Allright. We have a problem. And this will have no end, for this is a vicious circle. And suddenly td-agent pods running in Kubernetes start crashing, start over again

We’re seeing duplicates again! I thought we were generating unique id’s ourselves, so why do we see duplicates? Again!?

This is because of an option when tailing, called read_from_head, which basically says: if tdagent starts over, read the file from head, and not from tail. Meaning td-agent will read the same data, again, and again, and again, therefore not only generating dupes, but adding more to the already existing pressure. We’ll solve this one by setting this option to false.

Still, what do we do about all these files queued in the buffer?

Retag to rescue

By now we know that all of the backend-services container are logging in json format. Let’s look at this from the outside: all containers, of this type, regardless where they run, will produce the same log structure

So the question is, how do we group them now under one hood, so we can optimize writing into a single chunk, instead of 600?

Well, we’re done with processing the data, enriching it, modifying it and so on. So let’s retag all of those backend.** logs into one, single tag:

 <match backend.**>
      @type rewrite_tag_filter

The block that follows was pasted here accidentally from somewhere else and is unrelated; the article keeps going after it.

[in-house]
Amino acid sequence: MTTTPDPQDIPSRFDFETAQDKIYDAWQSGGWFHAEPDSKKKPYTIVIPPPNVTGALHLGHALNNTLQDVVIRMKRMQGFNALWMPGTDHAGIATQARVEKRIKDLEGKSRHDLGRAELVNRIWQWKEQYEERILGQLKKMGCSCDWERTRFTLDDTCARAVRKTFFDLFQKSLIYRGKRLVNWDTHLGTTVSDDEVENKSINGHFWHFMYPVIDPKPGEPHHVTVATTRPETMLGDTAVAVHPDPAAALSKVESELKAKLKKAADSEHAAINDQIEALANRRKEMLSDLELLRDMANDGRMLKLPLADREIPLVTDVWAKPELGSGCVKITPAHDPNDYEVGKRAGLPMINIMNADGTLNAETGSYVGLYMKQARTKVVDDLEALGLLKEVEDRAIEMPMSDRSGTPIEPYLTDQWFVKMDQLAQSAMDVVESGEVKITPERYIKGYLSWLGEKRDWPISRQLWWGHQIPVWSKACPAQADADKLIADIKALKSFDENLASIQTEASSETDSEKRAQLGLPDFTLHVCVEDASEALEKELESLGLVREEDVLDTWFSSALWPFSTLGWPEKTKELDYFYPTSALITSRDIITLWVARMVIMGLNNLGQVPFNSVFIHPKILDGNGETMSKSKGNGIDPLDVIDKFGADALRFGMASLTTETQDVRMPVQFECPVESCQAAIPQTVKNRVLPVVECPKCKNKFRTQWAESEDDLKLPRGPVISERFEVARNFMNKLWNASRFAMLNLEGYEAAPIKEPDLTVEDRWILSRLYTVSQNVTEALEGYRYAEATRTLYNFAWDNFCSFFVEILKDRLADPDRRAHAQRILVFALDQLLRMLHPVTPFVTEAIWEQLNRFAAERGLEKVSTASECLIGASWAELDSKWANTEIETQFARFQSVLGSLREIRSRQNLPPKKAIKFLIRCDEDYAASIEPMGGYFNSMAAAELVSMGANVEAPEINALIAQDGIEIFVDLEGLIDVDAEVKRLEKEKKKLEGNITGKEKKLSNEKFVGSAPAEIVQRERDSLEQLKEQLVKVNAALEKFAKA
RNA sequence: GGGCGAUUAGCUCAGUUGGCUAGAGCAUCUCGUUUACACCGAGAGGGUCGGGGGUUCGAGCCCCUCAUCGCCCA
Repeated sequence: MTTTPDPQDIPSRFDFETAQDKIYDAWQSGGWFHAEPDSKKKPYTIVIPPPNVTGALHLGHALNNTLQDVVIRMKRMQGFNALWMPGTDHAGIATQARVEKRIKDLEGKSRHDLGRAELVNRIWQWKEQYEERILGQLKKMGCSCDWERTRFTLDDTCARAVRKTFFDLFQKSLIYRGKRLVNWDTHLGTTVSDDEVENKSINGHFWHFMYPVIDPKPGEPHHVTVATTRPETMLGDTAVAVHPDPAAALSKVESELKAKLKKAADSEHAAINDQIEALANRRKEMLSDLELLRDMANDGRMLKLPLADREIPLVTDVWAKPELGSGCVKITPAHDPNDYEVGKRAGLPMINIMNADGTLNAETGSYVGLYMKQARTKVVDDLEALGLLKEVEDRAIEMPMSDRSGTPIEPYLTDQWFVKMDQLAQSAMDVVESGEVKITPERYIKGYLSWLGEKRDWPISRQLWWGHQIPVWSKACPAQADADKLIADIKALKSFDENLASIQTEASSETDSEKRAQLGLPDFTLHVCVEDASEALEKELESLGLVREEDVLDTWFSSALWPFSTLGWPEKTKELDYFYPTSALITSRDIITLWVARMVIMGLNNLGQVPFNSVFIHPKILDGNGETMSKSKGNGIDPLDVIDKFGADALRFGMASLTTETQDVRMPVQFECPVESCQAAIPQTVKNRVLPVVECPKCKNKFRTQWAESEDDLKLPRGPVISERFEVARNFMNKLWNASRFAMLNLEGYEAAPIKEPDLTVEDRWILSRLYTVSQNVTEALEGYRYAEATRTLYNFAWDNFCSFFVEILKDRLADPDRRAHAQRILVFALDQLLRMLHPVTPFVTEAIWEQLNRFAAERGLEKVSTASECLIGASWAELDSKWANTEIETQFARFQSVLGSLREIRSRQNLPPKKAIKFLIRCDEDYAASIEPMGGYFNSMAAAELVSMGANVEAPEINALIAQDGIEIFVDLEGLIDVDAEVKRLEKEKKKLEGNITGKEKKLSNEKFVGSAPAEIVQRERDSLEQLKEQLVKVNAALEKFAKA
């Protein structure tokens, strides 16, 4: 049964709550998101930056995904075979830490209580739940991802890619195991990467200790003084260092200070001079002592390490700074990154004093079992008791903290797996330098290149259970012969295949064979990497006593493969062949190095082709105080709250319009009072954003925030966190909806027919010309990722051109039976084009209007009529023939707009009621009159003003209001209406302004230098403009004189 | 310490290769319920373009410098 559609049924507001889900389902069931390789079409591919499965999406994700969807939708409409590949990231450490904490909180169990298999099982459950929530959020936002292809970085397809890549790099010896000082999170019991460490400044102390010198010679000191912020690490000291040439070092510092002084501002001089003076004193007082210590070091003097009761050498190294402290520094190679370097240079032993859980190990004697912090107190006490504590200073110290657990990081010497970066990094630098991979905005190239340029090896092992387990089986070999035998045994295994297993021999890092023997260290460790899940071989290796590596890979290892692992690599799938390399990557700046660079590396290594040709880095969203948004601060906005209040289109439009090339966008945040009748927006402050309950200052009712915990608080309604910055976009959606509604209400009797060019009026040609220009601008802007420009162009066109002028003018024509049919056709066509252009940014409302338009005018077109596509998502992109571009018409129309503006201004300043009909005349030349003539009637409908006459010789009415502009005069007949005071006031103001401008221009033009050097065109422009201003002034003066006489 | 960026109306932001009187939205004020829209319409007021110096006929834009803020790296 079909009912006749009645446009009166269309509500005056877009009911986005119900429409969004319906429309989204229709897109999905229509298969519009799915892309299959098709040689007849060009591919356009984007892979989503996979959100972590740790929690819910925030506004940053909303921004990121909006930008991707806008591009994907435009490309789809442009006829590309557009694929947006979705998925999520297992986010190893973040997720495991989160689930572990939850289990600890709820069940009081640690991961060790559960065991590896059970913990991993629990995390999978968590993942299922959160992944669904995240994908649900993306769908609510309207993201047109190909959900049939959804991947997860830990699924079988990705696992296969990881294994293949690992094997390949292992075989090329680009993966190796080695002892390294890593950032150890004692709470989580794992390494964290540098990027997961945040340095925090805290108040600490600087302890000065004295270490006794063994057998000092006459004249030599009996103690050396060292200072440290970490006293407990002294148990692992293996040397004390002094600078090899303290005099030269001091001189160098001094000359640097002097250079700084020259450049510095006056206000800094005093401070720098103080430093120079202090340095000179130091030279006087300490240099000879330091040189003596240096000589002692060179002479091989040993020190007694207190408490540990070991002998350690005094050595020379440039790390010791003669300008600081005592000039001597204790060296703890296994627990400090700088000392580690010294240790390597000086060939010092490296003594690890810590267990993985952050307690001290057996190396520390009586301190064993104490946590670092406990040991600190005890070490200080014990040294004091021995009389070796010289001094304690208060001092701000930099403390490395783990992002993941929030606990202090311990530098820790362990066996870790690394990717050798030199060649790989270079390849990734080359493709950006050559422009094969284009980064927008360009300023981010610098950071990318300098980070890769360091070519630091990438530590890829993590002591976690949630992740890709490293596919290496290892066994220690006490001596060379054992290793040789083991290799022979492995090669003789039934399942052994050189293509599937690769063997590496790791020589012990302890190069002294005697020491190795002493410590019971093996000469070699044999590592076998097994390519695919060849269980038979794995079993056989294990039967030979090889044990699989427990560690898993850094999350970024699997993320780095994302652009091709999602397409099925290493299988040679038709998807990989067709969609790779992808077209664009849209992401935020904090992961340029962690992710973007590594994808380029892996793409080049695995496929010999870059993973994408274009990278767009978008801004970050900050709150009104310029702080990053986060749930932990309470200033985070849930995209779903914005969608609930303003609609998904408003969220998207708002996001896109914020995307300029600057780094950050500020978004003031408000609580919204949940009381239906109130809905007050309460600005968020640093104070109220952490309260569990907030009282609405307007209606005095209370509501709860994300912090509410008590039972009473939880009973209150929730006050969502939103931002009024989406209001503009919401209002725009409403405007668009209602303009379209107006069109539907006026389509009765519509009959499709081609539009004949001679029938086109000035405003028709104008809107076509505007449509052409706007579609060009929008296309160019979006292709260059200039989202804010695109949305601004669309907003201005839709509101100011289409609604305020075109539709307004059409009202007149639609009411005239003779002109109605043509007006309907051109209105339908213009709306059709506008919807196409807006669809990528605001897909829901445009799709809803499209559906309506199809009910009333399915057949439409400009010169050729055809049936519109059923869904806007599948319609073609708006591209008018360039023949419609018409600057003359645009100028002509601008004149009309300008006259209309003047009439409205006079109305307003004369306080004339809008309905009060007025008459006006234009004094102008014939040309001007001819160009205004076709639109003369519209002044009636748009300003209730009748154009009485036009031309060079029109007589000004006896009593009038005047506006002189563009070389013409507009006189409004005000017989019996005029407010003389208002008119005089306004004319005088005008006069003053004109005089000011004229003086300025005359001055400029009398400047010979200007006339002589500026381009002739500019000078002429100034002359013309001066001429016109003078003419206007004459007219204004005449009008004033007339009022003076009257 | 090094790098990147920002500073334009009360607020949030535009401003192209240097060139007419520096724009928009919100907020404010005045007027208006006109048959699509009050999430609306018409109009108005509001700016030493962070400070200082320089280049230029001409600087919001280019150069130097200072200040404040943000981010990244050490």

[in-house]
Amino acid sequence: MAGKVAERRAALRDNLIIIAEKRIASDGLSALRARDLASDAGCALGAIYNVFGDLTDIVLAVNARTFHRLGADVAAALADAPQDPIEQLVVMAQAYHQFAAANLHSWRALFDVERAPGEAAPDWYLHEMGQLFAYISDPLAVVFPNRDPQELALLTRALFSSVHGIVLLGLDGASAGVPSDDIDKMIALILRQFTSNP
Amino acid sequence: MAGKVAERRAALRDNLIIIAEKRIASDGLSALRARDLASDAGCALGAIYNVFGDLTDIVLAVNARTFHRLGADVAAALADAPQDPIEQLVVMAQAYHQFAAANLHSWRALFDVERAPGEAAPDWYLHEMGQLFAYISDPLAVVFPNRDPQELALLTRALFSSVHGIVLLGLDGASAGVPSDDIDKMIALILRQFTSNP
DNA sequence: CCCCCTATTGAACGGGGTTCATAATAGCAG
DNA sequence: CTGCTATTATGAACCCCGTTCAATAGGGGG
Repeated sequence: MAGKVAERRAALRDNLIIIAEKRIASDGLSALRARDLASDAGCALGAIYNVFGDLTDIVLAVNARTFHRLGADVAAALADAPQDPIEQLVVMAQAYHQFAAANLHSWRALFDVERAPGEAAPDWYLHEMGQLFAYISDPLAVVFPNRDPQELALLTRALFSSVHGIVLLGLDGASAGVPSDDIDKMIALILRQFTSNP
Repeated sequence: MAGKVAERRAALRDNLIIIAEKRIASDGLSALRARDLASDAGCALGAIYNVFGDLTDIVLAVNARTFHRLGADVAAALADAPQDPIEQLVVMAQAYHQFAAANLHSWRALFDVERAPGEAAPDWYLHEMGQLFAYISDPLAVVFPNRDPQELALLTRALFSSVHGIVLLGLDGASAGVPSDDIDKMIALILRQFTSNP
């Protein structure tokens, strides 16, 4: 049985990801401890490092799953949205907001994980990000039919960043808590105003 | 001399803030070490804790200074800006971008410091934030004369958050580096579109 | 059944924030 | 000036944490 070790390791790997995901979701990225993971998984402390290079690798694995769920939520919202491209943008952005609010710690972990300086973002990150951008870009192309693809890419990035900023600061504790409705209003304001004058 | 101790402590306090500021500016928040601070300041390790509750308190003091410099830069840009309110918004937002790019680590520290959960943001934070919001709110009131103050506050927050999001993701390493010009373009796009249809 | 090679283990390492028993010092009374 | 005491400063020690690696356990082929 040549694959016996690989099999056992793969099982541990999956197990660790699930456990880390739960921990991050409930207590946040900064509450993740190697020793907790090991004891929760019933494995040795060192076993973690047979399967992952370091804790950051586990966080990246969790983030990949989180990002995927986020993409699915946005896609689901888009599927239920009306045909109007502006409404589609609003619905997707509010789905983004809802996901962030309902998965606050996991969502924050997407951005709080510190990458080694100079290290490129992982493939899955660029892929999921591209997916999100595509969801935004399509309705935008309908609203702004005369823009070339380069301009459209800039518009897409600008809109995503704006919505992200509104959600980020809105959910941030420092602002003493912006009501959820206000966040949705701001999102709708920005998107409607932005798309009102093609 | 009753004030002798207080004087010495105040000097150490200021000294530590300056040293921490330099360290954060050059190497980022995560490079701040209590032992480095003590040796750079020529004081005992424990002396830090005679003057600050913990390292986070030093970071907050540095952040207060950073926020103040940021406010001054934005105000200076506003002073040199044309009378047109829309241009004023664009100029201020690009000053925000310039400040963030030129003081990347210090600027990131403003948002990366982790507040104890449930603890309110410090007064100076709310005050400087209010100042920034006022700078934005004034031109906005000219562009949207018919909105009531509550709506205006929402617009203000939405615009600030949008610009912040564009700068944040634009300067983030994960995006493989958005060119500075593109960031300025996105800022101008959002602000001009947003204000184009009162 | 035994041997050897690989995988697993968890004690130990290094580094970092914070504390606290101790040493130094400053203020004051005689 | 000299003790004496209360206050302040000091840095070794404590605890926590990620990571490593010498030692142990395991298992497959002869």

@log_level info
      <rule>
       key $['kubernetes']['namespace_name']
       pattern ^(.+)$
       tag jsonlogs
      </rule>
    </match>

What we did here was to look at each individual log record of source backend.**, and to retag it if it has a namespace assigned, which it has – performed by the filter above

By now all logs produced by backend.** containers will now be tagged as jsonlogs. One tag, one chunk! Amazing, we are now able to put all our toys into one package, and send it to destination. Oh wait, isn’t that pretty much what Amazon is doing? 🙂

Suddenly the buffer looks like this:

sh-4.2# ls
buffer.b597902f5aa8440e4d70d9940a459bd5c.log	   buffer.b597903114213eb72b932d60cfbef7403.log
buffer.b597902f5aa8440e4d70d9940a459bd5c.log.meta  buffer.b597903114213eb72b932d60cfbef7403.log.meta

Let’s take a look at the output configuration now:

 <match jsonlogs.** dbmigrate.** payaralogs.** errors.**>
    @type elasticsearch
    @log_level info
    id_key _hash # specify same key name which is specified in hash_id_key
    remove_keys _hash # Elasticsearch doesn't like keys that start with _
    host elasticsearch.{{ .Release.Namespace }}
    user "#{ENV['FLUENT_ELASTICSEARCH_USER']}"
    password "#{ENV['FLUENT_ELASTICSEARCH_PASSWORD']}"
    logstash_format true